8 EMPLOYER SHARED RESPONSIBILITY AND THE 90-DAY WAITING PERIOD RULES For plan years beginning on or after Jan. 1, 2014, waiting periods may not exceed 90 days. A waiting period is defined as the period that must pass before an individual is eligible for coverage under the terms of the plan. The waiting period rules do not require the employer to offer coverage to any particular employee or class of employees, but prevents an otherwise eligible employee (or dependent) from waiting more than 90 days before coverage becomes effective (except for the added provision in the waiting period final rules that allows an employer to require an employee to satisfy a reasonable and bona fide employment-based orientation period prior to the start of the 90 calendar day waiting period). Under the final rules for employer shared responsibility, there are times when an employer will not be subject to penalty with respect to an employee although the employer does not offer coverage to that employee during that time. However, the fact that an employer will not be penalized under employer shared responsibility for failure to offer coverage during certain periods of time does not, by itself, constitute compliance with the waiting period rules during that same period. As you can see, there are relational aspects to the waiting period and shared responsibility rules. Exercise caution, however, as they are two different sets of rules and they do not fully integrate with one another. For example, except for eligibility conditions based solely on a lapse of time (e.g., completion of 60 days of employment) or that are designed to avoid compliance with the 90-day waiting period limit, plan sponsors have great latitude in imposing eligibility conditions. They can be based on such factors as meeting sales goals, earning a certain level of commissions, or working a certain number of hours during a specified period. For instance, a cumulative hours eligibility requirement is permissible up to 1,200 hours, and once satisfied the plan may impose a waiting period that does not exceed 90 days. While a substantive eligibility condition that denies coverage to employees may be permissible under the waiting period rules, a failure by an applicable large employer to offer coverage to a full-time employee beyond the first three calendar months of employment might nonetheless give rise to an employer shared responsibility tax penalty. Consequently, due to employer shared responsibility penalty implications, employers may want to limit cumulative hours-of-service requirements to employees who are expected to work fewer than 30 hours per week. LIMITED NON-ASSESSMENT PERIODS The final regulations add the term limited non-assessment period for certain employees, in which penalties do not apply if the employee is offered minimum value coverage by the first day of the month following the end of the applicable period; and during the calendar month during the relevant period the employee is otherwise eligible for an offer of coverage (except in the case an employer is an applicable large employer for the first time). If so, a penalty does not apply: To an employee in the initial measurement period (or associated administrative period) For a period after an employee changes to full-time during the initial measurement period To a new employee reasonably expected to be full-time and to whom coverage is offered on the first of the month following the employee s initial three months of employment Under the monthly measurement method, to an employee for the first full calendar month in which otherwise first eligible for an offer of coverage and the immediately subsequent two calendar months For first year of applicable large employer status, the employer is not penalized January through March if providing offer of coverage to an employee who was not offered coverage at any point in the prior calendar year by April 1 The first month of employment if it is a day other than the first day of the calendar month This employer relief does not affect an employee s eligibility for subsidy. 8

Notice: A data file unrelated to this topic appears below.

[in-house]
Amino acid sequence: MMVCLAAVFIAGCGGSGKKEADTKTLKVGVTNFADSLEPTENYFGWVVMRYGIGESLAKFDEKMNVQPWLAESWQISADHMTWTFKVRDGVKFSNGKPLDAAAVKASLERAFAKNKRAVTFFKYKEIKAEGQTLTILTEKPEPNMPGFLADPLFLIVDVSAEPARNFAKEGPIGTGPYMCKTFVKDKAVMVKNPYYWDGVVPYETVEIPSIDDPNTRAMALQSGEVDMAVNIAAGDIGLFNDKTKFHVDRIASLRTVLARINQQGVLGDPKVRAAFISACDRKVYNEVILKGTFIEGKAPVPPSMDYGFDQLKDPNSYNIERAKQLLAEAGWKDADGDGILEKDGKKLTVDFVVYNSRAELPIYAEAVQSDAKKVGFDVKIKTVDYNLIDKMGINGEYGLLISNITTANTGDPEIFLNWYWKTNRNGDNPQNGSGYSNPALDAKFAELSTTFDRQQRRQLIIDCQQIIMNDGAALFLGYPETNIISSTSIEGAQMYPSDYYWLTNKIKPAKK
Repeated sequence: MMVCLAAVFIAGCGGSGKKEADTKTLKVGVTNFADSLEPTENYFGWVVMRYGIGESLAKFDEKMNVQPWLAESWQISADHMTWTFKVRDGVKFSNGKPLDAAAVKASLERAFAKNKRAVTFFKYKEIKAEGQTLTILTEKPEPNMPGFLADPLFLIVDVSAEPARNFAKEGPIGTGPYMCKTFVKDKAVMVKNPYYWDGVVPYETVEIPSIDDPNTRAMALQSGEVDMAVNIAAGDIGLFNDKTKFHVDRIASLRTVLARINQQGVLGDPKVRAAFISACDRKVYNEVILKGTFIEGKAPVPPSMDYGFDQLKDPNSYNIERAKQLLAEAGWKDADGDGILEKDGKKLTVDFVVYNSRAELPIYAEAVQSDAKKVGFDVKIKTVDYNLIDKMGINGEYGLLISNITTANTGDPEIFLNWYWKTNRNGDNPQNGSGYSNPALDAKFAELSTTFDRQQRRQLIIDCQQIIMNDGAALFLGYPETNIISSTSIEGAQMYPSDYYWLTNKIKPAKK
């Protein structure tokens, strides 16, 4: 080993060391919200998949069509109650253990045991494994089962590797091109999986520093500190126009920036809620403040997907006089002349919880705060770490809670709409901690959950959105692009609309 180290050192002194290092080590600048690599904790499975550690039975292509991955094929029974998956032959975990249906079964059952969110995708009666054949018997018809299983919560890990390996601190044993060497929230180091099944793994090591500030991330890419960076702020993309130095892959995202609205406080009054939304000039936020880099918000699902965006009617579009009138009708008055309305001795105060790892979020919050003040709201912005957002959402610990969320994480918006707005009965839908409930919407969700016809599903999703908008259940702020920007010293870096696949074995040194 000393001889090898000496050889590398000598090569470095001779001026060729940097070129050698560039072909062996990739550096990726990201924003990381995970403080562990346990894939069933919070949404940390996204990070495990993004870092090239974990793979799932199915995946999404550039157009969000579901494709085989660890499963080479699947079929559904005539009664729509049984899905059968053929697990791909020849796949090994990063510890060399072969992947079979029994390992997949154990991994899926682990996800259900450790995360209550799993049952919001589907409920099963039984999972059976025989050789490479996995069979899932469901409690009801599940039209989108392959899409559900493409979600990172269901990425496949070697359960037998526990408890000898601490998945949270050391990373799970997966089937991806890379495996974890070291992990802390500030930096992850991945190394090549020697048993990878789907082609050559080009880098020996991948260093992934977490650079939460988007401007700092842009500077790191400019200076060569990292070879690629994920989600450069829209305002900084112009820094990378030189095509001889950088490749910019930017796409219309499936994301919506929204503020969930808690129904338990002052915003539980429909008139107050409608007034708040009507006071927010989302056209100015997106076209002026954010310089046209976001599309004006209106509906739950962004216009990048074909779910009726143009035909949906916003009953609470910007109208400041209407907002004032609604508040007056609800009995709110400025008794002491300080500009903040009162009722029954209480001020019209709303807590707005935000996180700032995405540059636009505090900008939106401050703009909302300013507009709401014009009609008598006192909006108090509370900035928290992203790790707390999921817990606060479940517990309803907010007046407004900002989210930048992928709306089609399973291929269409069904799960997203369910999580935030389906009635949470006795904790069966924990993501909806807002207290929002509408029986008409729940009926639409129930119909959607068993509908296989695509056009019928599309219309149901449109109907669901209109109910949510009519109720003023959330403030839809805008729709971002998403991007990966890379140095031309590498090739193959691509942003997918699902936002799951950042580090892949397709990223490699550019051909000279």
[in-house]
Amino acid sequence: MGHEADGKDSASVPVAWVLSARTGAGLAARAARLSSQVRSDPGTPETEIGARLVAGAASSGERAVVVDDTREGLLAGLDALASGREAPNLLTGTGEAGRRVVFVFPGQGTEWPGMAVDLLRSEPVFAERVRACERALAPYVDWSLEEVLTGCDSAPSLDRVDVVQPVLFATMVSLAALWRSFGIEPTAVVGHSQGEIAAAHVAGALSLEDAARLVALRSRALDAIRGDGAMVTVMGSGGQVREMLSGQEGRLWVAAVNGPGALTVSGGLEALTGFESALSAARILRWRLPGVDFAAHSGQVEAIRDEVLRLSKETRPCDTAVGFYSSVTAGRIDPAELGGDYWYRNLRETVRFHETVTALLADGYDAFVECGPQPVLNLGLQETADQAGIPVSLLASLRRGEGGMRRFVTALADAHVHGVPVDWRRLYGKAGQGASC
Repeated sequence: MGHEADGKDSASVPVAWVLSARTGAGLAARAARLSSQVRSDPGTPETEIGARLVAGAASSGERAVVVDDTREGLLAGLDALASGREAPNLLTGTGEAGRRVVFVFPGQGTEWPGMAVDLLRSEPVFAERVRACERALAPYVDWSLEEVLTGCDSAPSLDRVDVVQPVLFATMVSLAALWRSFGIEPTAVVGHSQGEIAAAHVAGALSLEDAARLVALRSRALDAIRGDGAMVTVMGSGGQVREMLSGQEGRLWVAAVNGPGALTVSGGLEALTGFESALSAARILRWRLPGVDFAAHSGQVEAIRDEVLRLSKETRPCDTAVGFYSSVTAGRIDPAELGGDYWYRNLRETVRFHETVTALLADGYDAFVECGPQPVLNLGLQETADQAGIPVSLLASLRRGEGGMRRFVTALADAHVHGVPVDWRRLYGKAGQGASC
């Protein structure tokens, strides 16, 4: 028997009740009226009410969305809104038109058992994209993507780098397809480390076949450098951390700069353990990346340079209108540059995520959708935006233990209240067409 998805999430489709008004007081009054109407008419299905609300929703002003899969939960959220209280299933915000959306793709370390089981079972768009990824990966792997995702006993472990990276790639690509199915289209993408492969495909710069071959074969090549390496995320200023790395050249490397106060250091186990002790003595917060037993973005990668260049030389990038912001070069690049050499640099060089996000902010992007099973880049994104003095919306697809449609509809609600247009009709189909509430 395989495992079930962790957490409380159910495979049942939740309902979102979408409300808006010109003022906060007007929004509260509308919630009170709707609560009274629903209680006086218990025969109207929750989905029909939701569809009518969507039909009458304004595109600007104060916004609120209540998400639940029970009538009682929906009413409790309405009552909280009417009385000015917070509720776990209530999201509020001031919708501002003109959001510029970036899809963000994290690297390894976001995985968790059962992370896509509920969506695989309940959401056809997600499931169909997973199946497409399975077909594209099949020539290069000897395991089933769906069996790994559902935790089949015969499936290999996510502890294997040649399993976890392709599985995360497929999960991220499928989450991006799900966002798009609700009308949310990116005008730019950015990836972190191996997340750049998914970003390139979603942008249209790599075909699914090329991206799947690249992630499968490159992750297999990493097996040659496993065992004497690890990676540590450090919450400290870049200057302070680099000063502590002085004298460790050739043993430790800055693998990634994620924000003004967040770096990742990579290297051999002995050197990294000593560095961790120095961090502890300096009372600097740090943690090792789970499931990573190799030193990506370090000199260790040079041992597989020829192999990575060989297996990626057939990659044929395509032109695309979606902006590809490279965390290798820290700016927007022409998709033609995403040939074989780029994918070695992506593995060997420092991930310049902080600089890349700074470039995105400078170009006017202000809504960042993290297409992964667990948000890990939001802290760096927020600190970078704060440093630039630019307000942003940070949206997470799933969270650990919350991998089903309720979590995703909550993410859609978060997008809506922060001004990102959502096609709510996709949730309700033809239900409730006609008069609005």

9 HOW WILL AN EMPLOYER KNOW THAT IT OWES A PENALTY? The IRS will contact employers to inform them of their potential liability and provide them an opportunity to respond before any liability is assessed or notice and demand for payment is made. The contact for a given calendar year will not occur until after employees individual tax returns are due for that year claiming premium tax credits and after the due date for employers that meet the 50 (100, in 2015) full-time employee and full-time equivalents threshold to file the information returns identifying their full-time employees and describing the coverage, if any, that was offered. With respect to aggregated groups, an employee working for two or more applicable large employer members during the same calendar month is treated as full-time for the member they had the most hours with for the month for purposes of penalty liability. If the employee has the same number of hours, the employers can decide which member is penalized (and the member who does must include that employee in their information return). If the employee doesn t show up on either member s return, the IRS will decide which member is penalized. MAKING A SHARED RESPONSIBILITY PAYMENT If it is determined that an employer is liable for a shared responsibility payment after the employer has responded to the initial IRS contact, the IRS will send a notice and request for payment. That notice will instruct the employer on how to make the payment. Employers will not be required to include the shared responsibility payment on any tax return that they file. NEXT STEPS: Determine if you are an applicable large employer. Determine which measurement method is best for your company to determine full-time employee status. At least once per plan year, if applicable, offer coverage to your full-time employees (and their dependents). Ensure at least one plan offered meets the minimum value and affordability requirements. Consult your legal and/or tax professional with questions on compliance and tax consequences related to employer shared responsibility. The ACA: An online Employer Guide Wellmark is here to assist and support you through all the ACA changes. For more detailed information on this topic, please go to WeKnowReform.com or contact your Wellmark representative. Wellmark Blue Cross and Blue Shield is an Independent Licensee of the Blue Cross and Blue Shield Association Wellmark,Inc. Wellmark is not providing any legal advice with regard to compliance with the requirements of the Affordable Care Act (ACA), including 26 U.S. Code 4980H, or the Mental Health Parity Addiction Equity Act (MHPAEA). Regulations and guidance on specific provisions of the ACA and MHPAEA have been and will continue to be provided by the U.S. Department of Health and Human Services (HHS) and/or other agencies. The information provided reflects Wellmark s understanding of the most current information and is subject to change without further notice. Please note that plan benefits, rates, renewal rate adjustments, and rating impact calculations are subject to change and may be revised during a plan s rating period based on guidance and regulations issued by HHS or other agencies. Wellmark makes no representation as to the impact of plan changes on a plan s grandfathered status or interpretation or implementation of any other provisions of ACA. Wellmark will not be held liable for any penalties or other losses resulting from application of ACA section Any questions about Wellmark s approach to the ACA or MHPAEA may be referred to your Wellmark account representative. Wellmark will not determine whether coverage is discriminatory or otherwise in violation of Internal Revenue Code Section 105(h). Wellmark also will not provide any testing for compliance with Internal Revenue Code Section 105(h). Wellmark will not be held liable for any penalties or other losses resulting from any employer offering coverage in violation of section 105(h). Wellmark will not determine whether any change in an Employer Administered Funding Arrangement affects a health plan s grandfathered health plan status under ACA or otherwise complies with ACA. Wellmark will not be held liable for any penalties or other losses resulting from any Employer Administered Funding Arrangement. For purposes of this paragraph, an Employer Administered Funding Arrangement is an arrangement administered by an employer in which the employer contributes toward the member s share of benefit costs (such as the member s deductible, coinsurance, or copayments) in the absence of which the member would be financially responsible. An Employer Administered Funding Arrangement does not include the employer s contribution to health insurance premiums or rates. M /14